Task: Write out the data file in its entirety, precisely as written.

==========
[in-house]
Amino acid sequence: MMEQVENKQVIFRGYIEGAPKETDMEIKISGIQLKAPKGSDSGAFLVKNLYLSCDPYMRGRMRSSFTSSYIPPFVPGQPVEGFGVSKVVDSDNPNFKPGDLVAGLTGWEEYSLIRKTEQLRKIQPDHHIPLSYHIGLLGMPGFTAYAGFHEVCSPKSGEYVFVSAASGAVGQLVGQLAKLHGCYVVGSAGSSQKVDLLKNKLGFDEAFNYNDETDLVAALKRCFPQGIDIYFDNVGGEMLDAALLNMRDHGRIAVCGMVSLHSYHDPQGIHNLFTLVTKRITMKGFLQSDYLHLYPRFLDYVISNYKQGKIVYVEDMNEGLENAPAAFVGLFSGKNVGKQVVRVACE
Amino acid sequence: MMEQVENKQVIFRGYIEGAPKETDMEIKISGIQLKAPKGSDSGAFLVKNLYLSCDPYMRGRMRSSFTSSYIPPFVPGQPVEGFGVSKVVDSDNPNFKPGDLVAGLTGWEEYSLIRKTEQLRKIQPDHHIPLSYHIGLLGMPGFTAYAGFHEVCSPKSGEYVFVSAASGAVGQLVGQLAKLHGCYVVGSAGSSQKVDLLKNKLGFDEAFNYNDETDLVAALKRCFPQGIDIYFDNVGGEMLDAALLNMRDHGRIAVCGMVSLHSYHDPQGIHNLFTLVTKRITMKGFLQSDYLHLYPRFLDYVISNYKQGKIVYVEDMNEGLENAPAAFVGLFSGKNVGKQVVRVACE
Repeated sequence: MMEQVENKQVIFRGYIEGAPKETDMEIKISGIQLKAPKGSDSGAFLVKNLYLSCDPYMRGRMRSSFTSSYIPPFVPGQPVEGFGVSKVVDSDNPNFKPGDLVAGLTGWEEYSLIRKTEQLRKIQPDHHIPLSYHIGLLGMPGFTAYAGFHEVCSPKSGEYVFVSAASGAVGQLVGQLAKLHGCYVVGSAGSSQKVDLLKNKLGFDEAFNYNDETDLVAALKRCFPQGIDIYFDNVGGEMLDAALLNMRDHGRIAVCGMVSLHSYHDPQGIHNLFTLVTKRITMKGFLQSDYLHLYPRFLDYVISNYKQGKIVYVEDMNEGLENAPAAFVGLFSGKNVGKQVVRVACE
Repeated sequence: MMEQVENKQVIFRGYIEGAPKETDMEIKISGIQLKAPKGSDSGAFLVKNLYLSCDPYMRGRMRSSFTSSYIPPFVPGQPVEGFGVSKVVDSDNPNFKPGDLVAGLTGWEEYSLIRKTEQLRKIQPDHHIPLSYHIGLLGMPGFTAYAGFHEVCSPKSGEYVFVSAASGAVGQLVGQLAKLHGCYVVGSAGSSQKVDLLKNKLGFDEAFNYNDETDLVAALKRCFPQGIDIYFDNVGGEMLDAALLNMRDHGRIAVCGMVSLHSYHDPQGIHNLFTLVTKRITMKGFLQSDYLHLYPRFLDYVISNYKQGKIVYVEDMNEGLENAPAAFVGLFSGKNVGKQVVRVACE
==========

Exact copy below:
[in-house]
Amino acid sequence: MMEQVENKQVIFRGYIEGAPKETDMEIKISGIQLKAPKGSDSGAFLVKNLYLSCDPYMRGRMRSSFTSSYIPPFVPGQPVEGFGVSKVVDSDNPNFKPGDLVAGLTGWEEYSLIRKTEQLRKIQPDHHIPLSYHIGLLGMPGFTAYAGFHEVCSPKSGEYVFVSAASGAVGQLVGQLAKLHGCYVVGSAGSSQKVDLLKNKLGFDEAFNYNDETDLVAALKRCFPQGIDIYFDNVGGEMLDAALLNMRDHGRIAVCGMVSLHSYHDPQGIHNLFTLVTKRITMKGFLQSDYLHLYPRFLDYVISNYKQGKIVYVEDMNEGLENAPAAFVGLFSGKNVGKQVVRVACE
Amino acid sequence: MMEQVENKQVIFRGYIEGAPKETDMEIKISGIQLKAPKGSDSGAFLVKNLYLSCDPYMRGRMRSSFTSSYIPPFVPGQPVEGFGVSKVVDSDNPNFKPGDLVAGLTGWEEYSLIRKTEQLRKIQPDHHIPLSYHIGLLGMPGFTAYAGFHEVCSPKSGEYVFVSAASGAVGQLVGQLAKLHGCYVVGSAGSSQKVDLLKNKLGFDEAFNYNDETDLVAALKRCFPQGIDIYFDNVGGEMLDAALLNMRDHGRIAVCGMVSLHSYHDPQGIHNLFTLVTKRITMKGFLQSDYLHLYPRFLDYVISNYKQGKIVYVEDMNEGLENAPAAFVGLFSGKNVGKQVVRVACE
Repeated sequence: MMEQVENKQVIFRGYIEGAPKETDMEIKISGIQLKAPKGSDSGAFLVKNLYLSCDPYMRGRMRSSFTSSYIPPFVPGQPVEGFGVSKVVDSDNPNFKPGDLVAGLTGWEEYSLIRKTEQLRKIQPDHHIPLSYHIGLLGMPGFTAYAGFHEVCSPKSGEYVFVSAASGAVGQLVGQLAKLHGCYVVGSAGSSQKVDLLKNKLGFDEAFNYNDETDLVAALKRCFPQGIDIYFDNVGGEMLDAALLNMRDHGRIAVCGMVSLHSYHDPQGIHNLFTLVTKRITMKGFLQSDYLHLYPRFLDYVISNYKQGKIVYVEDMNEGLENAPAAFVGLFSGKNVGKQVVRVACE
Repeated sequence: MMEQVENKQVIFRGYIEGAPKETDMEIKISGIQLKAPKGSDSGAFLVKNLYLSCDPYMRGRMRSSFTSSYIPPFVPGQPVEGFGVSKVVDSDNPNFKPGDLVAGLTGWEEYSLIRKTEQLRKIQPDHHIPLSYHIGLLGMPGFTAYAGFHEVCSPKSGEYVFVSAASGAVGQLVGQLAKLHGCYVVGSAGSSQKVDLLKNKLGFDEAFNYNDETDLVAALKRCFPQGIDIYFDNVGGEMLDAALLNMRDHGRIAVCGMVSLHSYHDPQGIHNLFTLVTKRITMKGFLQSDYLHLYPRFLDYVISNYKQGKIVYVEDMNEGLENAPAAFVGLFSGKNVGKQVVRVACE